Tonkossare school garden: parents, teachers, and children working together to grow nutritious vegetables for the community.

Tonkossare school garden: parents, teachers, and children working together to grow nutritious vegetables for the community.

I went to Niger armed with several items of American camping gear, including a solar charger.   I returned home with none of these items three years later, as they all bit the dust under the wear and tear of sand, wind, rain, and heat.  Furthermore, what lesson are we teaching by giving manufactured lanterns to the world’s poor?  Dependency is the cancer of development.

I support TayaSola because this social purpose corporation and its founder, Alma Lorraine Bone Constable, understand that innovation in the developing world must change from a model of dependency into one of interdependency and collaboration.  Through TayaSola’s lantern kits, children and families in Africa learn the principles of harnessing power from our most visible, renewable resource: the Sun.  Children build their own solar lanterns, and in doing so, they gain the greatest tool of all: the knowledge and the skills to create their own self-sufficient power and light systems.  Now they can purchase parts to construct larger systems for their home, school, community, or even to start their own business.  These tools do not come through a pre-assembled lantern; they are only cultivated when the children and their families learn and build what they need.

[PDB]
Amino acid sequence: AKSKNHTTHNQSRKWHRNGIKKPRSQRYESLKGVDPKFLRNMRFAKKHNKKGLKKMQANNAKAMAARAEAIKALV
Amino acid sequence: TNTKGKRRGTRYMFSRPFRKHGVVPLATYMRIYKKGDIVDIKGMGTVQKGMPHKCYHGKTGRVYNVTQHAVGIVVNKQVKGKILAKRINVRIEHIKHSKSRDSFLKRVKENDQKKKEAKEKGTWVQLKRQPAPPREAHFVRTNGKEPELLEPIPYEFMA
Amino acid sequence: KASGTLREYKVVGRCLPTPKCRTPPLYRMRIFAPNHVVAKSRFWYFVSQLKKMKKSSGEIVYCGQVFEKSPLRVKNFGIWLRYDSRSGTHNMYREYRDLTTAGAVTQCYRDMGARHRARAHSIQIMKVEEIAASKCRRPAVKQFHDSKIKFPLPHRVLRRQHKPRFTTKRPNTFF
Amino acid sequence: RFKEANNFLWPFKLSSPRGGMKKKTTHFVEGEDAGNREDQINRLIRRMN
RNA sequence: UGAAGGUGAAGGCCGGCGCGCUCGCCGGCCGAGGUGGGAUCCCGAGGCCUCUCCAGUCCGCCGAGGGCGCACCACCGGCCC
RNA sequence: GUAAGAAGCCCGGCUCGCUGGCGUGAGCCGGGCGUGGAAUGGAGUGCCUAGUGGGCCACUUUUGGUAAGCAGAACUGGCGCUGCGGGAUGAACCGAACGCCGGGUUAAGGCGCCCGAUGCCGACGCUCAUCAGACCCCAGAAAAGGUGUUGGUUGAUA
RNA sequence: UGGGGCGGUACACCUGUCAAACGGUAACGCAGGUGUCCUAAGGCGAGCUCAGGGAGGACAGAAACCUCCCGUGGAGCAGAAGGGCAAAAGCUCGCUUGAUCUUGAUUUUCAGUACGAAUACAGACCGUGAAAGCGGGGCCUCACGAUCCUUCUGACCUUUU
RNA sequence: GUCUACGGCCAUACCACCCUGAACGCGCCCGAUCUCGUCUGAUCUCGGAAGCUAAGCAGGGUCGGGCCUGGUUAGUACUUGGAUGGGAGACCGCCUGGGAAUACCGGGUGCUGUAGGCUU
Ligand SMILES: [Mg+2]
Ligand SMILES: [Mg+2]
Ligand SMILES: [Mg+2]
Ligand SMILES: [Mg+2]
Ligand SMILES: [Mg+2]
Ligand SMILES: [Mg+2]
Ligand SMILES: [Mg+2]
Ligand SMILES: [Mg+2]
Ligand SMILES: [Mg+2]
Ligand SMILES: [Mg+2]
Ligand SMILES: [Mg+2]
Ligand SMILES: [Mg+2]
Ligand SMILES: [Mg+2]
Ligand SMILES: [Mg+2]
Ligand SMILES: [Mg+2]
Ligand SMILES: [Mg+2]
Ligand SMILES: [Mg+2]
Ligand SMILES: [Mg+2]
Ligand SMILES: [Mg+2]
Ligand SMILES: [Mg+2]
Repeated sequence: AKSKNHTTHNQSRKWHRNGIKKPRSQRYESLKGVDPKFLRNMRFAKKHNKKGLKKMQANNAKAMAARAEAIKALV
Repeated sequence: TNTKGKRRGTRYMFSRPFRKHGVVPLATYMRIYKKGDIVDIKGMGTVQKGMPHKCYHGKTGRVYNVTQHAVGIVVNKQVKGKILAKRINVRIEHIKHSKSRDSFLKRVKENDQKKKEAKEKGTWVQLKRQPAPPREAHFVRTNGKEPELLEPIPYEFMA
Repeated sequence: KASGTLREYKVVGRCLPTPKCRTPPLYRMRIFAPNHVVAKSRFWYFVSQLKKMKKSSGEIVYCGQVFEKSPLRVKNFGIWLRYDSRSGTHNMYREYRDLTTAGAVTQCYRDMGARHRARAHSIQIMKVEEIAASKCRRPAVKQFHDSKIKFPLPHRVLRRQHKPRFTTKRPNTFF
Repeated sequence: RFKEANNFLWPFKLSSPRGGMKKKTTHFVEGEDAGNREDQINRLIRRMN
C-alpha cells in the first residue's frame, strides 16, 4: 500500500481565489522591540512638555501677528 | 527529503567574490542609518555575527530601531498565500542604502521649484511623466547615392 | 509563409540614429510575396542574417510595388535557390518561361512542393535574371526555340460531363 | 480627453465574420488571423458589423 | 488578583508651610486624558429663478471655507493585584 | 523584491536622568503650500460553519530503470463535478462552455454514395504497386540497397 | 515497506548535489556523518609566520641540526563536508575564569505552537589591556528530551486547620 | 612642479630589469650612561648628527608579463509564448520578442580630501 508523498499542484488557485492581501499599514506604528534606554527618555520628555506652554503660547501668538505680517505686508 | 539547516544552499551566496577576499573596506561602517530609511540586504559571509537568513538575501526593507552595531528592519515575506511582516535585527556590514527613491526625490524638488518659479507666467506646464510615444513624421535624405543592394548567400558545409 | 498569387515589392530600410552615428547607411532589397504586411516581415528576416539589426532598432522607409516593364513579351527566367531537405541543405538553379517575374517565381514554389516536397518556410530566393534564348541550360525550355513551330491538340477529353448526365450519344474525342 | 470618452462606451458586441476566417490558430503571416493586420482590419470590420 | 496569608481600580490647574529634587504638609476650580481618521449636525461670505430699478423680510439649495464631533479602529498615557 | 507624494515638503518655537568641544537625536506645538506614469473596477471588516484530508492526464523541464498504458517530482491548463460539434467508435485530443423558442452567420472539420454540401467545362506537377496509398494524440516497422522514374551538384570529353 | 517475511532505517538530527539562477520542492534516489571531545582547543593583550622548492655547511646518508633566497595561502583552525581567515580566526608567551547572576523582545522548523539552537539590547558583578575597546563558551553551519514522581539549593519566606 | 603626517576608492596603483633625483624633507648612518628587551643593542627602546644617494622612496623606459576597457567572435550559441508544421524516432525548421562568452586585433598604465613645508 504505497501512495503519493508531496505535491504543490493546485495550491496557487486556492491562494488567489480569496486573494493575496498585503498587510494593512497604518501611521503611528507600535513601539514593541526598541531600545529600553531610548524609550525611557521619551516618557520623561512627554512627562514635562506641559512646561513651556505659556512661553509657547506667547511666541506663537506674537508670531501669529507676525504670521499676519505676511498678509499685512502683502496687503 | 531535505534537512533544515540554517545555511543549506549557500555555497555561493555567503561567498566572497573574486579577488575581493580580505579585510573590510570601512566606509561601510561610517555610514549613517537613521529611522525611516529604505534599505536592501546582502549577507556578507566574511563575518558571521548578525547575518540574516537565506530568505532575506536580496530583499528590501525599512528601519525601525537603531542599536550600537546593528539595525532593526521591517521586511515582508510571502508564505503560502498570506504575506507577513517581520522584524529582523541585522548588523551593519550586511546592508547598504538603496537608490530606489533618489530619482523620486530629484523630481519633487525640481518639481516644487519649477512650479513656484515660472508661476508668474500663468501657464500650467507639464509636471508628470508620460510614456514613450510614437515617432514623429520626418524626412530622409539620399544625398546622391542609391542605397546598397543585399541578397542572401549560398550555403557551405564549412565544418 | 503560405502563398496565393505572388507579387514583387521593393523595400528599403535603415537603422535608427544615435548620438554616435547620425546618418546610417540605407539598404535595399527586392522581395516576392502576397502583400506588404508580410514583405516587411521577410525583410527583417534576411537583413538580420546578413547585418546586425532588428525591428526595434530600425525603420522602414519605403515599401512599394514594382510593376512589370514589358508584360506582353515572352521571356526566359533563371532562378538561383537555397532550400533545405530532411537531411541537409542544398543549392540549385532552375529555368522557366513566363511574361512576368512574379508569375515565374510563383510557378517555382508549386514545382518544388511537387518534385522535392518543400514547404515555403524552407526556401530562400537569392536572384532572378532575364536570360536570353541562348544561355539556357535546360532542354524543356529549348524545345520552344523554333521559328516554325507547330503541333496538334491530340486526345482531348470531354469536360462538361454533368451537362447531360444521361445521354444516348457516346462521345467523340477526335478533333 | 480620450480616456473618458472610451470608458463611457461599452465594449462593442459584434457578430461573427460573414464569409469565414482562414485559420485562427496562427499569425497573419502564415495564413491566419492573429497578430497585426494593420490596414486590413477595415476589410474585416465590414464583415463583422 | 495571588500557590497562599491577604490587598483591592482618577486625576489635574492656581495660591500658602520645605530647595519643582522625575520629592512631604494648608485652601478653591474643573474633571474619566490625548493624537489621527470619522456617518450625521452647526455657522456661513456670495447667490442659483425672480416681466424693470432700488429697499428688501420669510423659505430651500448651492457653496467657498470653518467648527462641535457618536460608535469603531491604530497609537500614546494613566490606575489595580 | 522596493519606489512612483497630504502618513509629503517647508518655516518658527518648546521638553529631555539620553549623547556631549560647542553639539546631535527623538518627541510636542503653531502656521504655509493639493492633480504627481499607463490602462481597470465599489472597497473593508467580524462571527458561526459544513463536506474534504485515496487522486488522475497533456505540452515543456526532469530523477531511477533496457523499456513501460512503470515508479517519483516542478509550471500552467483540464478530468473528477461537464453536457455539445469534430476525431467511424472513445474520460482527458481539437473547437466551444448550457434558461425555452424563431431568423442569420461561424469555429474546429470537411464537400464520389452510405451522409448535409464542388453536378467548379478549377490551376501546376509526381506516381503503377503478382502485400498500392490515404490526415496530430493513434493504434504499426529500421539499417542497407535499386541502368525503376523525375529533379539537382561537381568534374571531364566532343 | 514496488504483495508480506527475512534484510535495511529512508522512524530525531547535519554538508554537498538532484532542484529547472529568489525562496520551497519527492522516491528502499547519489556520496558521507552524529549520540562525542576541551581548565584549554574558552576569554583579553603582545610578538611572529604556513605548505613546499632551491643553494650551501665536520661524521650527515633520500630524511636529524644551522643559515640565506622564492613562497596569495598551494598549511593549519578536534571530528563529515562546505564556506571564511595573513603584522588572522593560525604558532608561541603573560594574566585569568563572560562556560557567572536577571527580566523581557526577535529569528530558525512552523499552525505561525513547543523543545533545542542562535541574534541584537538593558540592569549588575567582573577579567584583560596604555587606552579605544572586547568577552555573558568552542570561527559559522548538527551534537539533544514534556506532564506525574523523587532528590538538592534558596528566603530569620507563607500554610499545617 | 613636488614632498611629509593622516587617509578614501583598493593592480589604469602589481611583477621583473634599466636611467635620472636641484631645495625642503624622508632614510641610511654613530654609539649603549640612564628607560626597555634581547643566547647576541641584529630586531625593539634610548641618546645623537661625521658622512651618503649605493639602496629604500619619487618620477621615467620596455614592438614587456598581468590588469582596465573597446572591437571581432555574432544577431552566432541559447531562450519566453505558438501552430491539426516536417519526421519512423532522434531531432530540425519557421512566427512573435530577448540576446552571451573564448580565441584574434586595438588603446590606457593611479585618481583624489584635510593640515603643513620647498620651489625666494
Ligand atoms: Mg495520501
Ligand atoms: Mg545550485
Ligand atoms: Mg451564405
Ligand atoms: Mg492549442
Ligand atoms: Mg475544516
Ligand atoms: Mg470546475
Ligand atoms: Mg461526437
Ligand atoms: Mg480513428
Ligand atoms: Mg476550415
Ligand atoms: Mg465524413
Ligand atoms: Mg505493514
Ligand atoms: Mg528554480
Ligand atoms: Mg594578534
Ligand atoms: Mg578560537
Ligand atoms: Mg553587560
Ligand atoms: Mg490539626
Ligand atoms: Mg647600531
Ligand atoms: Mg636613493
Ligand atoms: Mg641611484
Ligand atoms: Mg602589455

I support TayaSola for another reason as well.  As a social purpose corporation, TayaSola is a for-profit entity that balances its responsibility to generate a profit with its commitment to a social mission.  Unlike fast growth-high profit industries, Social Purpose Corporations and other “conscious companies” are unlikely to attract the kind of seed investment necessary for their vision to take root.  As such, TayaSola seeks support from the community through its campaign that is now live on Indiegogo.  Every dollar towards its $20,000 goal brings TaySola’s vision closer to life through perfecting a prototype, getting 500 solar lantern kits produced, and forging lasting relationships on the ground in Africa.  This work began years ago, as Alma traveled to Kenya in the early 2000s and saw the need for light in the rural communities and schools, similar to the need I saw in Niger.  She collaborated with women’s groups in Kenya to do something about it. Village leaders told her that they were looking for ways to build smaller, lower cost solutions that everyone could use.  This is the heart of TayaSola’s lantern kit and its larger vision of energy independence.  By contributing to this campaign, you become part of the TayaSola family, and as this SPC flourishes, you can say “Yes, I helped build that.”

Please contribute to collaborative power and light solutions in Africa today.  Even just a small amount, US$10 or $25, when leveraged through the contributions of others will help spark innovation and skills development for children around the world.

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Development at the Crossroads